Leclair said a male-to-female change can cost $10,000 to $25,000 in the U.S., or up to four times higher than that, depending on all the procedures performed. About a dozen American doctors do between 1,000 and 2,000 such operations a year, she said.

Canada, Britain, France and Brazil offer government-financed sex changes, among other countries.

San Francisco began paying for sex changes for city and county employees in 2001, and Fort Worth, Texas, is considered following suit. Some large employers, including IBM and the University of California, negotiated contracts with their private insurers to cover the procedure known medically as “sexual reassignment surgery,” and other insurance companies have begun covering at least part of the treatments.

Still, Leclair said most of the largest U.S. insurers don’t cover the surgery.

Cuba won’t say how much its sex change costs, but doctors earn state salaries worth an average of about $20 per month.

Despite a global recession that has hit Cuba especially hard, prompting Raul Castro to announce unspecified cuts in health-care spending, his daughter says the state can’t afford not to perform the surgeries.

Gonzalez said opponents “don’t know what a person who is transsexual suffers. It’s a prison you can’t get out of.”

Gonzalez knew she was different almost from birth. By 4, she was already so partial to girl’s clothing and toys that her parents put her in therapy. The government formally designated her transsexual in 2000. Six years later, Mariela Castro won approval to restart the procedures, and Gonzalez was among the first recipients.

Gonzalez refused to say the exact date of the operation or how she was chosen.

Two specialists from Belgium performed it over eight hours with a team of Cuban doctors.

Leclair said 40 percent of transsexuals become suicidal. But Gonzalez says her boyfriend of seven years kept her from getting depressed.

“He always saw the woman in me and accepted me how I was,” she said, “but we couldn’t have sex in a complete way until now.”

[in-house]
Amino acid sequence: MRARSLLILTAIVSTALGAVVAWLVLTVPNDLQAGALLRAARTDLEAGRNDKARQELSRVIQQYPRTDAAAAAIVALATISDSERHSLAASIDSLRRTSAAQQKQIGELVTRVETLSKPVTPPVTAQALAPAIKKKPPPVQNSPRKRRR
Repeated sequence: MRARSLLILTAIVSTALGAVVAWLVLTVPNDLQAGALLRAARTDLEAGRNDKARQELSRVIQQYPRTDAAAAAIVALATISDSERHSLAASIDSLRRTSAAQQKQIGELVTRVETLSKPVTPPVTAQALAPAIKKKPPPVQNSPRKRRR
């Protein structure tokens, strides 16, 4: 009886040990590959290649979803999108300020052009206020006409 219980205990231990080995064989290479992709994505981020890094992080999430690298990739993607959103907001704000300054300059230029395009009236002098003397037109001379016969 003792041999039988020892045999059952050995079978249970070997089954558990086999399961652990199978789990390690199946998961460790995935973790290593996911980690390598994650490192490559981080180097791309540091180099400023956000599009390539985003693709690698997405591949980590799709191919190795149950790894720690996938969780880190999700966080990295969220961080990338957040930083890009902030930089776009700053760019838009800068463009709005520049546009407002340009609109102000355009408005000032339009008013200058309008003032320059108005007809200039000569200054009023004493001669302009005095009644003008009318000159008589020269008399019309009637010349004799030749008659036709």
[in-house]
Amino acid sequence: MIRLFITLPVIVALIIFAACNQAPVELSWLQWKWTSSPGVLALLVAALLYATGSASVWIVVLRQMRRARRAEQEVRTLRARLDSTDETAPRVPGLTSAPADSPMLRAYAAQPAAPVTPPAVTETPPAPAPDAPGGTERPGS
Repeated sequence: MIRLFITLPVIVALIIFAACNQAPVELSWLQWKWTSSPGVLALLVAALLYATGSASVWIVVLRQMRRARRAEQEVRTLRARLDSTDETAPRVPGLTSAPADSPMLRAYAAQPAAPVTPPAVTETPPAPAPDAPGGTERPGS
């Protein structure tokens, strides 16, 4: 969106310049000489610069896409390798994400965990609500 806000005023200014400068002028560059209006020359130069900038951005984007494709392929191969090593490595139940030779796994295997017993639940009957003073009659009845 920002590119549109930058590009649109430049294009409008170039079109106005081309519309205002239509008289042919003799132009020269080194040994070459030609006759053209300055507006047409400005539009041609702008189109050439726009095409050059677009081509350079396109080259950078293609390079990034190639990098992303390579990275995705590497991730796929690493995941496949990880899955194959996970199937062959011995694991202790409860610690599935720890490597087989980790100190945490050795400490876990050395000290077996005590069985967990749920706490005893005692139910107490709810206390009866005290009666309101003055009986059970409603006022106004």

Gonzalez can’t get married, however, as she is still waiting for permission to change the name on her government ID card. Until then, she also cannot work in another wedding venue, though she would like to, or go back to school because her name no longer fits the woman she has become.

It’s a problem that Cuban Olivia Lam knows all too well. She was born Alfonso Manuel but has been waiting for sex-change surgery for two years.

While her name has not been changed, authorities allowed her to take a new picture for her ID card — one where she is dressed as a woman.

“The picture is me, even if the name is not,” said Lam, a gregarious 43-year-old who waves her arms when she talks, making her ever-present hoop earrings dance on her earlobes.

Both women say they think the delay in getting ID cards is because of the slow Cuban bureaucracy and not any kind of government resistance.

Lam, who works as a hairdresser out of her two-room apartment, first began cross-dressing at 21. Though she has been formally classified as transsexual since 2008, she has no way of knowing when — or if — approval for sex-change surgery will come.

And though the government now accepts her, Lam acknowledged that getting her own family to has not been easy.

“I don’t think any parent wants their son to be different,” she said, “but they understand that you’re not like this because you want to be.”